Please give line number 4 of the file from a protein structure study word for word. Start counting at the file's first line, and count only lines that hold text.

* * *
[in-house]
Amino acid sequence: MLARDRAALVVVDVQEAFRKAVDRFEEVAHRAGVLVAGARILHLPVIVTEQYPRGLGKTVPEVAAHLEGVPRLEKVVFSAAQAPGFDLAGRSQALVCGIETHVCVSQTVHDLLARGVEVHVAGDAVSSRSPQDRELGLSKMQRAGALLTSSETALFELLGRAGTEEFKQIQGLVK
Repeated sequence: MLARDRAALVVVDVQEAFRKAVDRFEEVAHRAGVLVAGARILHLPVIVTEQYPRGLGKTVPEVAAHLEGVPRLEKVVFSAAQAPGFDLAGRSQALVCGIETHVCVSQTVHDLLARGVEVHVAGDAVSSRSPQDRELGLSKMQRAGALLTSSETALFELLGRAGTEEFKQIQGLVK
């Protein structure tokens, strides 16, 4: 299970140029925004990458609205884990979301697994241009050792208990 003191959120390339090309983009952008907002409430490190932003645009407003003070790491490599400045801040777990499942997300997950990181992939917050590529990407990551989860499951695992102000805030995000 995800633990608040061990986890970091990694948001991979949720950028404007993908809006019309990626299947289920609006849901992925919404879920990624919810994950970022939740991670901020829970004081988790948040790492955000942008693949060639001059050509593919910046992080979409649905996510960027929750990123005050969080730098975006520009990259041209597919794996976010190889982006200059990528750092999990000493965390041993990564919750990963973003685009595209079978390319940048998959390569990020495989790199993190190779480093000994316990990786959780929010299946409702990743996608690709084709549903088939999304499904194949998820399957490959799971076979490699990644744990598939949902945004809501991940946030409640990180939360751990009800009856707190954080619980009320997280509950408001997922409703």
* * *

């Protein structure tokens, strides 16, 4: 299970140029925004990458609205884990979301697994241009050792208990 003191959120390339090309983009952008907002409430490190932003645009407003003070790491490599400045801040777990499942997300997950990181992939917050590529990407990551989860499951695992102000805030995000 995800633990608040061990986890970091990694948001991979949720950028404007993908809006019309990626299947289920609006849901992925919404879920990624919810994950970022939740991670901020829970004081988790948040790492955000942008693949060639001059050509593919910046992080979409649905996510960027929750990123005050969080730098975006520009990259041209597919794996976010190889982006200059990528750092999990000493965390041993990564919750990963973003685009595209079978390319940048998959390569990020495989790199993190190779480093000994316990990786959780929010299946409702990743996608690709084709549903088939999304499904194949998820399957490959799971076979490699990644744990598939949902945004809501991940946030409640990180939360751990009800009856707190954080619980009320997280509950408001997922409703």